Achieving creativity through the Learning Power Approach

Child at home draws a rainbow

What is creativity? And how do we become creative people?

For internationally renowned cognitive scientist, Professor Guy Claxton, “creativity isn’t a thing, it’s not an independent faculty in the mind, it’s a well-orchestrated composite, a constellation of more clearly identifiable habits of mind, all of which are capable of being practised in school.”

This understanding of creativity – what Professor Claxton describes as a constellation of mental habits – underpins his educational methodology, a methodology known as the Learning Power Approach.

To help inform our understanding of the Learning Power Approach we should perhaps start by addressing some common misconceptions. For centuries, creativity was seen as some transcendent and transient thing. To borrow an old cliché, creativity was bestowed in flashes of inspiration by the whispering whims of the Muses – an arbitrary, not to mention, fickle system that would surely make for poor educational policy.

A second misconception is that creativity is the sole preserve of intellectuals and artists, an elitist assumption that is as harmful as it is lazy. After all, how many academics know how to fix a car, arrange their own diary, or find themselves dependant in some other everyday way? The truth is that we are a naturally curious species, one who is on the constant lookout for new solutions, new technology and designs, and new ways to express ourselves. A cornerstone of the Learning Power Approach is how we embrace and encourage these traits – that the fostering of broad and open thought within developing minds should result in dynamic citizens with sufficient confidence and mental agility to solve a whole spectrum of problems, whatever their profession.

To achieve this Professor Claxton says that we need to change the culture around education, that we need to “make the classroom a place where the children are investigators, not just consumers of education.”

One way that we can facilitate this change is to welcome discourse into the classroom. By linguistically pivoting away from absolutism and towards interpretation we invite imagination. When we create an environment where facts can be questioned, we are creating an open learning environment in which children will depend less on received wisdom, old-fashioned binaries, and will be better prepared to give and receive constructive criticism.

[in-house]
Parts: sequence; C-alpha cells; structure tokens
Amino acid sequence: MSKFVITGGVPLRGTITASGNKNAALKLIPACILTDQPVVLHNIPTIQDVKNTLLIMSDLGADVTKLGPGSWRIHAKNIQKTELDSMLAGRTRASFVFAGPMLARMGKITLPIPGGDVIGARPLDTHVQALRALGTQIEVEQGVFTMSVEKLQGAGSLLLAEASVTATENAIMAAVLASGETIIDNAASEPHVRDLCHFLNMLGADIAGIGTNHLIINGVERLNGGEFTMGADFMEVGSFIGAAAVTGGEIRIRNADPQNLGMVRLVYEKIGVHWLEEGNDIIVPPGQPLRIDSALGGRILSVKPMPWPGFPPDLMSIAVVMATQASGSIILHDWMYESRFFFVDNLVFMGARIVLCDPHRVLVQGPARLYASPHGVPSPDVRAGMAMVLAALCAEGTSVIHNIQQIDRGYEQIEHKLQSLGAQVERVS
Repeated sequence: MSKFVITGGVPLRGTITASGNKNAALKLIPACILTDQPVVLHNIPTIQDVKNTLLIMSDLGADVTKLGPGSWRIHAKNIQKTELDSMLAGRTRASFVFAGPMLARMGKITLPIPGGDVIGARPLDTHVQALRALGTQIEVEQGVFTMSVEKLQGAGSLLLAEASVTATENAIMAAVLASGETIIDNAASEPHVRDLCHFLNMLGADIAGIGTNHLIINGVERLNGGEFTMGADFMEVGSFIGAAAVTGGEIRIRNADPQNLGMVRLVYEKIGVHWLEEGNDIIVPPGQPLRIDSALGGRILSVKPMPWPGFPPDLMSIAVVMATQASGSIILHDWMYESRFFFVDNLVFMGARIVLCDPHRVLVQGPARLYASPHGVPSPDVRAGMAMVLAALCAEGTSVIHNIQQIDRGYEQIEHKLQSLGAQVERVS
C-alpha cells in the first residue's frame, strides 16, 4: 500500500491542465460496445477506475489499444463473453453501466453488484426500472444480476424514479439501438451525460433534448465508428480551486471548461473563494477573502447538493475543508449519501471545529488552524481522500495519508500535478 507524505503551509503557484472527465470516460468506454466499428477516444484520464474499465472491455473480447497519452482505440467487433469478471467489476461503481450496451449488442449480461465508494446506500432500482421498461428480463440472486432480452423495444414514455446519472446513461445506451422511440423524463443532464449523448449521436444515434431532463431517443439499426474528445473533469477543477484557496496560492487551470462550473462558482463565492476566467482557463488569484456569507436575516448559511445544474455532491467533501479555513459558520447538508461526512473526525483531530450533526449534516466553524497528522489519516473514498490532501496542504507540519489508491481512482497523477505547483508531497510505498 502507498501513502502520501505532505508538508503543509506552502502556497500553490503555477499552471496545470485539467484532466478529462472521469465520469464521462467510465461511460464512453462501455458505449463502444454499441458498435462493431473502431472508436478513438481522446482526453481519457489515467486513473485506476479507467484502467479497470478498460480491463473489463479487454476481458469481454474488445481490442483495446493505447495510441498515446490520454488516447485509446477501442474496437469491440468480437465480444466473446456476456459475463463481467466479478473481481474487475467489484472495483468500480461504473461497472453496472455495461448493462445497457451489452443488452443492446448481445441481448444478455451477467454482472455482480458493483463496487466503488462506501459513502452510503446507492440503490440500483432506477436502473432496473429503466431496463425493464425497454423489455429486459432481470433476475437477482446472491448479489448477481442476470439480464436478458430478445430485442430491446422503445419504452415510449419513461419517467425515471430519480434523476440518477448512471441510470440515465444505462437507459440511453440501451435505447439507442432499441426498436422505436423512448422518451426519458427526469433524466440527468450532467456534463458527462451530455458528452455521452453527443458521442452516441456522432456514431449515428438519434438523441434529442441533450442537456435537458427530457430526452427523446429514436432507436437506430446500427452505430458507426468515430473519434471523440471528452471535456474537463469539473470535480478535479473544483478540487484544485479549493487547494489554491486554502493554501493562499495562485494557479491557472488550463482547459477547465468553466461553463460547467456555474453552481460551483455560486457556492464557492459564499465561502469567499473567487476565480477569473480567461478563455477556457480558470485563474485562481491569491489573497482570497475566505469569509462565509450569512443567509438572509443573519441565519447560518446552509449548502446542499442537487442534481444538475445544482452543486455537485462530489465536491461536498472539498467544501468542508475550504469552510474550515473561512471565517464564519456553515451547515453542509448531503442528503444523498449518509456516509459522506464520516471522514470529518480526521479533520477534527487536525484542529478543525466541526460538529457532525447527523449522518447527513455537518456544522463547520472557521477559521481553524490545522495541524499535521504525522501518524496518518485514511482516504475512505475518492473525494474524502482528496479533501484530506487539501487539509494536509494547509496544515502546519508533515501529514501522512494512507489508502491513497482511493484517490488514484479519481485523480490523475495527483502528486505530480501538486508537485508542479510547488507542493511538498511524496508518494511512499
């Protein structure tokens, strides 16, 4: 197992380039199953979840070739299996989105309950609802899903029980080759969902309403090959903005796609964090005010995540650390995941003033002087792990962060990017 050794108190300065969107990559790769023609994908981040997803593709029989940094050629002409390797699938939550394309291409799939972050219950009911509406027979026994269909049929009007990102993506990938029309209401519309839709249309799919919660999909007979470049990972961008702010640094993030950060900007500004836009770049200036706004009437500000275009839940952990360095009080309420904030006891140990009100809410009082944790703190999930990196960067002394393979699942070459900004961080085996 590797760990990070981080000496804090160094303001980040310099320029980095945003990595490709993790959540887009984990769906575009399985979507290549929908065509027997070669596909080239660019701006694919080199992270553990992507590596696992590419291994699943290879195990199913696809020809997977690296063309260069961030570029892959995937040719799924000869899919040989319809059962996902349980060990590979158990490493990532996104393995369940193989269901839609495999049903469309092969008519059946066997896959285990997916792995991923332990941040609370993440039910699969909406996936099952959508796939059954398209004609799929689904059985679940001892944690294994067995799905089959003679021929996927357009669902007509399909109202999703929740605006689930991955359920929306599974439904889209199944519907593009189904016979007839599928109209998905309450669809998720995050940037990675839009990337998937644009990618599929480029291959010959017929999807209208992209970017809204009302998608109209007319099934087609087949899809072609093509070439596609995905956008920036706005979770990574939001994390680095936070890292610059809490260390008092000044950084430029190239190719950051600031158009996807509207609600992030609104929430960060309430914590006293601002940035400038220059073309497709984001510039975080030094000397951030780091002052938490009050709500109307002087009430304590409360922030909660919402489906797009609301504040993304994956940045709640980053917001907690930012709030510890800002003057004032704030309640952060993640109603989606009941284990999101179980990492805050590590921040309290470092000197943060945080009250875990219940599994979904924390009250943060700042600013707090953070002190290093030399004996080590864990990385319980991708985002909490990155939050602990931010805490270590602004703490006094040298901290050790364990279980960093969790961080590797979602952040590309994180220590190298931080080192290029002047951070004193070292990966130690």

The willingness to embrace mistakes – or at least smart mistakes – is another core principle behind this learning approach. Indeed, artists know the value of mistakes more than most other professions in the world – most of the world’s greatest masterpieces developed through an arduous ritual of drafts, edits, and revisions. Frustration is an obvious counterpoint to this, the abandoned artwork that seemed impossible to complete – or worse still some ego-driven pretence of otherworldly perfectionism. However, Professor Claxton would encourage us to see mistakes as potentially positive and productive steps forward, steps that not only enable us to make progress in our work but also facilitate better and deeper understanding of the process too. Freed from the fear of making mistakes, students become comfortable exploring options when they encounter difficulty, making them better able solve problems independently.

We can see then how the Learning Power Approach is a broad and holistic approach to education that develops the creative and critical faculties within both students, making them better learners in the now, while simultaneously equipping them with long-term learning and behavioural habits that will allow them to face adult life as more independent and open-minded people. We become creative through inquisition, imagination, persistence, and collaboration – this constellation of mental habits quoted at the beginning of this piece.

There is nothing transcendental, nothing mystical, and nothing elitist to achieving a creative culture in schools. We simply require a series of incremental shifts in teaching habits, such as: engagement with subjects that are challenging and multifaceted, the nurturing of trust and responsibility within both the student body and the teaching staff and using assessment as a tool to enable learning rather than seeing it as its purpose. Professor Claxton believes that such changes could benefit more than just the students. “We might even discover that teaching became less stressful and more enjoyable as a result.”

Join Culture Summit for our next digital programme event, featuring Professor Claxton, What Is the Value of Arts and Culture in Education. This free event is scheduled for 8 March at 11am GMT.